Academic journal article The Upstart Crow

The 2010 Stratford Festival: Kiss Me, Kate and the Two Gentlemen of Verona

Academic journal article The Upstart Crow

The 2010 Stratford Festival: Kiss Me, Kate and the Two Gentlemen of Verona

Article excerpt

The Stratford Festival of Canada (or at least, its directors) knows who comes to watch its plays: theater lovers. With Kiss Me, Kate and The Two Gentlemen of Verona, the Stratford Festival played to its strengths by highlighting the theatrical and metatheatrical. Director John Doyle saw Kiss Me, Kate as an opportunity to explore "vaudevillian musical theatre" on a thrust stage. (1) Director Dean Gabourie based his production of The Two Gentlemen of Verona on George Bernard Shaw's description of the play as "not exactly a comic opera, though there is plenty of music in it, and not exactly a serpentine dance, though it proceeds under a play of changing colored lights. It is something more old-fashioned than either: to wit, a vaudeville." (2) Although both performances were set in similar time periods and both presented backstage peeks into life at the theater, Kiss Me, Kate was one of the flagship musicals performed in the large Festival Theatre from mid-April until October 30, 2010, whereas The Two Gentlemen of Verona was presented in the more intimate Studio Theatre and only ran from July 30 to September 19, 2010. The Two Gentlemen of Verona was the first Shakespeare play to be staged in the small Studio Theatre, perhaps because, as Anne Barton puts it, this play "has the unenviable distinction of being the least loved and least regarded of Shakespeare's comedies." (3) Gabourie's production proved that Shakespeare's early comedy deserves reconsideration and that it can be just as entertaining for audiences as a twentieth-century musical.

"Another op'nin', another show," sings Hattie, played by Keisha T. Fraser. She is soon joined by the rest of the cast as they sing the opening number to Cole Porter's most famous musical, Kiss Me, Kate. Written by Sam and Bella Spewack, Kiss Me, Kate is about a theater company staging The Taming of the Shrew. The director of the play within a play, Fred Graham (Juan Chioran), was formerly married to the star of the play, Lilli Vanessi (Monique Lund). Graham not only directs the show, he performs the role of Petruchio opposite Vanessi's Katherine. Graham's role as both Petruchio and director is not far from Shakespeare's version: Petruchio attempts to direct Katherine by controlling her clothes, her speech, her sleep, and her food.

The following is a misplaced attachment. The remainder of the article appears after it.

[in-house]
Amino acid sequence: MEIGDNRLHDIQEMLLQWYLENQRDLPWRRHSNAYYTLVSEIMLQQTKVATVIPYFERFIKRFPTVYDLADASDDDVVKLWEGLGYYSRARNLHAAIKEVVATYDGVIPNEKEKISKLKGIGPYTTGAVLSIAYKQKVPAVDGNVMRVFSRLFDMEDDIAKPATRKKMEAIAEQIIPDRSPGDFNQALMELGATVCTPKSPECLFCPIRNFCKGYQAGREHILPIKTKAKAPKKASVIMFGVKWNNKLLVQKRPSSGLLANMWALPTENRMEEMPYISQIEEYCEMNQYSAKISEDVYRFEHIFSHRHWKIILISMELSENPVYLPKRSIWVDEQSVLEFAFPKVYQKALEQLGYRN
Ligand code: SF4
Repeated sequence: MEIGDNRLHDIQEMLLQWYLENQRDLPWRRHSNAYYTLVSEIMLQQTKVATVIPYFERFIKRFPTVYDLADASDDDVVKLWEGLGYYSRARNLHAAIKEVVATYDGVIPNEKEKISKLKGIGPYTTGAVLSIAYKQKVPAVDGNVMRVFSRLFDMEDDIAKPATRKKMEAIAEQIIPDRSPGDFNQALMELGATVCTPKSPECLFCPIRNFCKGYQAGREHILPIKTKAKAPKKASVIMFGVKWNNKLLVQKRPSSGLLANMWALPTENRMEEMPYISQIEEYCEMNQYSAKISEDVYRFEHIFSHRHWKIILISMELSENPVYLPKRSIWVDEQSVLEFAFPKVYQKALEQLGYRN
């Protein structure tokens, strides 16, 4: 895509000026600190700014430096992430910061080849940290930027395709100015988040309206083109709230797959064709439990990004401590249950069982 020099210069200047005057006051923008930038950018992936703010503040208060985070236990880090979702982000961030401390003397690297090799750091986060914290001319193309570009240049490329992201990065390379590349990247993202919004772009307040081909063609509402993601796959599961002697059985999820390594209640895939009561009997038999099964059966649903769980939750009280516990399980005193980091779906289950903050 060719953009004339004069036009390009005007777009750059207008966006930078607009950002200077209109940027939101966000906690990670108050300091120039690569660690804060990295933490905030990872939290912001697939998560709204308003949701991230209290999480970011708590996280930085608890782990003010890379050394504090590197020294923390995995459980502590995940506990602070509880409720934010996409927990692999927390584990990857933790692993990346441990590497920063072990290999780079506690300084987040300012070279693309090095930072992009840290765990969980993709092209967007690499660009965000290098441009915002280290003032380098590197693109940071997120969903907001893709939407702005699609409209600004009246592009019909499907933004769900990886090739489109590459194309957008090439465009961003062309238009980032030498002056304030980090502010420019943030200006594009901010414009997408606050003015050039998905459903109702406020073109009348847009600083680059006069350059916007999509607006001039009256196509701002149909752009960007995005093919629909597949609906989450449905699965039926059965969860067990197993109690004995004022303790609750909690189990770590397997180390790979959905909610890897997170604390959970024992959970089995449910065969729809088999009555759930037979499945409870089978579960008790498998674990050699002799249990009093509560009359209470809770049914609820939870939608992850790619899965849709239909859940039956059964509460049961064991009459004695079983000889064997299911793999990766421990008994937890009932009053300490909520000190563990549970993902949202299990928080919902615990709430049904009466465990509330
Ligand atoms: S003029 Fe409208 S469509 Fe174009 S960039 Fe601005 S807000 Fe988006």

Graham's inset production of The Taming of the Shrew in some ways mirrors Pyramus and Thisbe, the play within a play that the rude mechanicals perform in A Midsummer Night's Dream. As in Pyramus and Thisbe, in which the mechanicals perform the roles of Wall and Moonlight, in Graham's Shrew, some of the cast perform inanimate objects, most memorably, a lit-up caricatured statue of the Virgin Mary, anachronistically wearing a wristwatch. In both cases, the actors are woefully unprepared: Lois Lane and Bill Calhoun are merely nightclub performers. Chilina Kennedy, as Lois, complained of the difficulty of deciphering Shakespeare's "thees and thous." Kennedy's portrayal of Lois's Bianca (pronounced with a New York accent: Bee-YANK-ah) was a hilarious combination of overly declamatory lines, bad recitation of iambic pentameter, and broad physical actions to illustrate her words. Although Kennedy's Bianca clearly could not act, Kennedy herself was the highlight of the show, with her dancing, singing, and flirting with the audience.

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Doyle, the director of Stratford's production, never let his audience forget the performed and constructed nature of theater. His Shakespearean performers engaged in inept stage fighting, said "whisper whisper whisper," and brushed against scenery that was clearly made of canvas. These moments earned some of the biggest laughs from Stratford's audience, some of whom have presumably seen their share of amateur Shakespearean performances. The set (designed by David Farley), although built on the thrust stage of the Festival Theatre, suggested three proscenium arches, perhaps intended to capture the three levels of theater within this play: the play within a play, Shakespeare's Taming of the Shrew; the lives of the actors and the action of Kiss Me, Kate; and the intentional breaking of the fourth wall that commented on both the other levels. …

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